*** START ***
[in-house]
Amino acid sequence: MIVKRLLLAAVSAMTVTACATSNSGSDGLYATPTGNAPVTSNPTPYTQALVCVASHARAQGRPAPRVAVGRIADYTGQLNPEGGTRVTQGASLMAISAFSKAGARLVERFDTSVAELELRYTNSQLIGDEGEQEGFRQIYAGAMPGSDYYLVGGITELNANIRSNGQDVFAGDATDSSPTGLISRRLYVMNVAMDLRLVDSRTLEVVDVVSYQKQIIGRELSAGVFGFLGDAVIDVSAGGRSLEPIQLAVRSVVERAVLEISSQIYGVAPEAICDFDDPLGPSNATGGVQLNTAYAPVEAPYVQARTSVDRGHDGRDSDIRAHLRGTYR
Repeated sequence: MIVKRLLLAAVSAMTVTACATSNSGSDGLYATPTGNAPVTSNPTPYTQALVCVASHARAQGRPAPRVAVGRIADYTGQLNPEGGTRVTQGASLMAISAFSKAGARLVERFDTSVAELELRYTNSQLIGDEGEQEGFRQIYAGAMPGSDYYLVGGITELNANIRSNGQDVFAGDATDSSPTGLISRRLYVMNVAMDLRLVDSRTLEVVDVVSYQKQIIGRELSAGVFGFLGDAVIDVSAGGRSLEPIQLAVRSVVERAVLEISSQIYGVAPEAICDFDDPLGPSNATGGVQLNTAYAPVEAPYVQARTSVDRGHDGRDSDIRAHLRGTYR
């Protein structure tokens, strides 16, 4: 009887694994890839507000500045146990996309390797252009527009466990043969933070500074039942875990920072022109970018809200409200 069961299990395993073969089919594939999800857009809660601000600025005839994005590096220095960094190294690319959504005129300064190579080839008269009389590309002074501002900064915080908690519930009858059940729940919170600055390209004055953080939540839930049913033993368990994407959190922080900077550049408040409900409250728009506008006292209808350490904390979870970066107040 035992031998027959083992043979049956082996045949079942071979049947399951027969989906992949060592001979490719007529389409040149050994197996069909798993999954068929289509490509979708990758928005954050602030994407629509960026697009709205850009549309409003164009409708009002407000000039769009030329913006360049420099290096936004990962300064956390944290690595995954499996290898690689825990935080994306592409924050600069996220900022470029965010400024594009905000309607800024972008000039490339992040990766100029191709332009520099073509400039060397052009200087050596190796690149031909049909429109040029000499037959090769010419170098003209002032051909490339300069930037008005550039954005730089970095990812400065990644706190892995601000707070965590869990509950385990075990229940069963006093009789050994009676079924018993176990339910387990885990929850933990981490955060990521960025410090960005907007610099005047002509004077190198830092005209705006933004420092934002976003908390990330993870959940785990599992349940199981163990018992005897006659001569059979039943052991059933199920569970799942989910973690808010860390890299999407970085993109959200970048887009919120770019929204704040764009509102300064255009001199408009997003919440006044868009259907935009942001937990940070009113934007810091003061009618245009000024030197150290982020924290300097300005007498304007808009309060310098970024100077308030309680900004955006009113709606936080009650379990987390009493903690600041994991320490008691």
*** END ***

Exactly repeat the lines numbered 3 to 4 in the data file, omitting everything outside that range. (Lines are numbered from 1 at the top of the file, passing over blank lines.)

Repeated sequence: MIVKRLLLAAVSAMTVTACATSNSGSDGLYATPTGNAPVTSNPTPYTQALVCVASHARAQGRPAPRVAVGRIADYTGQLNPEGGTRVTQGASLMAISAFSKAGARLVERFDTSVAELELRYTNSQLIGDEGEQEGFRQIYAGAMPGSDYYLVGGITELNANIRSNGQDVFAGDATDSSPTGLISRRLYVMNVAMDLRLVDSRTLEVVDVVSYQKQIIGRELSAGVFGFLGDAVIDVSAGGRSLEPIQLAVRSVVERAVLEISSQIYGVAPEAICDFDDPLGPSNATGGVQLNTAYAPVEAPYVQARTSVDRGHDGRDSDIRAHLRGTYR
């Protein structure tokens, strides 16, 4: 009887694994890839507000500045146990996309390797252009527009466990043969933070500074039942875990920072022109970018809200409200 069961299990395993073969089919594939999800857009809660601000600025005839994005590096220095960094190294690319959504005129300064190579080839008269009389590309002074501002900064915080908690519930009858059940729940919170600055390209004055953080939540839930049913033993368990994407959190922080900077550049408040409900409250728009506008006292209808350490904390979870970066107040 035992031998027959083992043979049956082996045949079942071979049947399951027969989906992949060592001979490719007529389409040149050994197996069909798993999954068929289509490509979708990758928005954050602030994407629509960026697009709205850009549309409003164009409708009002407000000039769009030329913006360049420099290096936004990962300064956390944290690595995954499996290898690689825990935080994306592409924050600069996220900022470029965010400024594009905000309607800024972008000039490339992040990766100029191709332009520099073509400039060397052009200087050596190796690149031909049909429109040029000499037959090769010419170098003209002032051909490339300069930037008005550039954005730089970095990812400065990644706190892995601000707070965590869990509950385990075990229940069963006093009789050994009676079924018993176990339910387990885990929850933990981490955060990521960025410090960005907007610099005047002509004077190198830092005209705006933004420092934002976003908390990330993870959940785990599992349940199981163990018992005897006659001569059979039943052991059933199920569970799942989910973690808010860390890299999407970085993109959200970048887009919120770019929204704040764009509102300064255009001199408009997003919440006044868009259907935009942001937990940070009113934007810091003061009618245009000024030197150290982020924290300097300005007498304007808009309060310098970024100077308030309680900004955006009113709606936080009650379990987390009493903690600041994991320490008691």